• Get feedback on the design and tweak it.
  • Take the design for a test run on a low to medium level priority project.
  • Learn from the test run.
  • Continue refining and testing until the methodology is solid enough to be used on all projects and the team is comfortable with the processes being used.

As mentioned earlier, the role of the executive sponsor is to clear roadblocks for the team and to be the liaison to the executive team at large.

Your role in the migration

Another question not listed but potentially asked is what is your role? Assuming you, the reader, are the leader of the core team, there will probably be questions about your role. If you are a manager you want to make it clear that you are all equals during team meetings. Titles and status will be left at the door including your own. As leader you will help organize the meetings and report status to the sponsor. You will also act as facilitator and help the team reach consensus on design ideas.

Training the core team

Training needs to happen within a few days of the kickoff with the core team. Determining the level of training is tricky. You want to provide enough information so the team understands the Agile principles and their value. You do not want to train to a point where you have handed them a methodology - especially somebody else's. You want them to combine Agile principles with their knowledge of your business to create a methodology that is effective for your company.

You will need to use your own judgment on how deep to train depending on how well the principles are being digested and how creative you perceive the team to be. Here is a suggested outline for training

  1. Explain to the team where Agile came from, what makes it works, places where it is working, and why it has not faded away. This training should take 4 to 8 hours.
  2. Give the team a few days to absorb the principles then train them on the phases of Agile. We have chosen phase names that map well to names used in traditional software development, which helps with the training process.
  3. Once training is complete the team will begin the design process by reverse engineering the existing processes.

Keep the energy flowing - goals and milestones

As mentioned earlier, you need to have regularly scheduled meetings of the core team to maintain momentum. You also need to create a list of milestones for the team and time-box their work. This is critical because a team can easily spend a year working on the creation of a methodology. Just like Agile development, time-boxing the design process will force decisions and allow for early demonstration of the methodology to validate it. The methodology will be a living thing that is refined continually. The first priority is to bring it to life quickly.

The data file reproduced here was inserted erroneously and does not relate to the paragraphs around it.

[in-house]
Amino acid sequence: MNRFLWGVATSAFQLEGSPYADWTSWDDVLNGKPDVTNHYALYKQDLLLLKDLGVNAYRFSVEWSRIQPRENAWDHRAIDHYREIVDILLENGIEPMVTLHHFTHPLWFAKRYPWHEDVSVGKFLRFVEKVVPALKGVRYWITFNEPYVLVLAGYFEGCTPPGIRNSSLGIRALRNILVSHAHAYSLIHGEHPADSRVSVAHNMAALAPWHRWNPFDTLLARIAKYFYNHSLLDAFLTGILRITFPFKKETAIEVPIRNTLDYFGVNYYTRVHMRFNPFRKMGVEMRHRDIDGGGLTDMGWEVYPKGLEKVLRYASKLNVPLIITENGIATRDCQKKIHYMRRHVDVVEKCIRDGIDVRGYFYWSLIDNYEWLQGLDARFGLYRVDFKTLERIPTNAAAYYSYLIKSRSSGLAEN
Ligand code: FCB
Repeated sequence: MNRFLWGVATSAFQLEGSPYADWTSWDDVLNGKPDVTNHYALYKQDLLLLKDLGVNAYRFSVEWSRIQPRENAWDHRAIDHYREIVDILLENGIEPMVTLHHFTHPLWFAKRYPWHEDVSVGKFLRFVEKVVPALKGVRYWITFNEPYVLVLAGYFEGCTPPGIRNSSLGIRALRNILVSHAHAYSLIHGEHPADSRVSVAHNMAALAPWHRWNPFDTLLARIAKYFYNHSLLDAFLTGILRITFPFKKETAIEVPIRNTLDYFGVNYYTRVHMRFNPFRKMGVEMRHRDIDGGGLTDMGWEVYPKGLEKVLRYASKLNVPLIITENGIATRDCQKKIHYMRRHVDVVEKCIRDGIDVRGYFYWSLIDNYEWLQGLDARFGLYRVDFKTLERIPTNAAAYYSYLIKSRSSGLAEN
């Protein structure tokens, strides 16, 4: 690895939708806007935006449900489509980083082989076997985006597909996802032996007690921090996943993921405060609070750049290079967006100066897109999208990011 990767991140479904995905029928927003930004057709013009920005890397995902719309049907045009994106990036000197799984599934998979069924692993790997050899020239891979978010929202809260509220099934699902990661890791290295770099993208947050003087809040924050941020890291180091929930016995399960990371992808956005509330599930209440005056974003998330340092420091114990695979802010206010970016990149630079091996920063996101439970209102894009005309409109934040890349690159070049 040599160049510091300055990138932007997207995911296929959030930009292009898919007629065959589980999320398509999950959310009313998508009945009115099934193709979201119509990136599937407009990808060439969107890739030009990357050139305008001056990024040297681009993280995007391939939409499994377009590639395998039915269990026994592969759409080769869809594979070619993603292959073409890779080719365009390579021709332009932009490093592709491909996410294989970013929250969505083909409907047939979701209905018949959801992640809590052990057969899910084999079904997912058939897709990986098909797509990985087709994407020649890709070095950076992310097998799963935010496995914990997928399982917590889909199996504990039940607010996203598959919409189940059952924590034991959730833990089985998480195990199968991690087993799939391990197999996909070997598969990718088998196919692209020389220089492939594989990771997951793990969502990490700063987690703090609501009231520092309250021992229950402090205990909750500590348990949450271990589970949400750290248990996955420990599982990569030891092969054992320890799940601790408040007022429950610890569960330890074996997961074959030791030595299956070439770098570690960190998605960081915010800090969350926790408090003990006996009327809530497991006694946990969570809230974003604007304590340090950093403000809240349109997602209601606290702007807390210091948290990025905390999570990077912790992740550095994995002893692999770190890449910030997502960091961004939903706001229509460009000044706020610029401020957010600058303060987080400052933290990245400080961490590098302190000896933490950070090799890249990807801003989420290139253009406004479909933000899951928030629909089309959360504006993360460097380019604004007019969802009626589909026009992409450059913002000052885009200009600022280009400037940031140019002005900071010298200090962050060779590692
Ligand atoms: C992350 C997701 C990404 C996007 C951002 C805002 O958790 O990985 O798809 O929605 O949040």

To get a feel for time-boxing the redesign, let's look at the plan that Acme Corporation has outlined. In this example the total duration is two months to reach the point of being able to test the methodology on a project:

  • Train the team on Agile principles, phases and optionally with a real world example. - 1 week
  • Document the existing development process. - 2 weeks
  • Review the existing process for deficiencies and identify areas to change to make them more Agile - 1 week
  • Outline a new Agile process with the proposed changes - 2 weeks
  • Get feedback from non-team members on the proposed design - 1 week
  • Refine the design based on the feedback. - 1 week
  • Pick a test project to try the new methodology on. - 1 week

You should estimate your design work to take anywhere from four weeks to eight weeks, depending on core team availability, business model complexity, and the dynamics of the team. Some teams reach decisions quickly, some will debate for a while before reaching consensus. Use your design milestones to push the team to decisions if they get stuck along the way. Remind them that the design is not permanent and will be refined as you all learn.

Developing a communication plan

In the process we have outlined so far, the core team knows what is going on and their managers have a high level idea of what their employees are doing. Outside of these people, the Agile migration project has not been communicated to all of the employees of the company.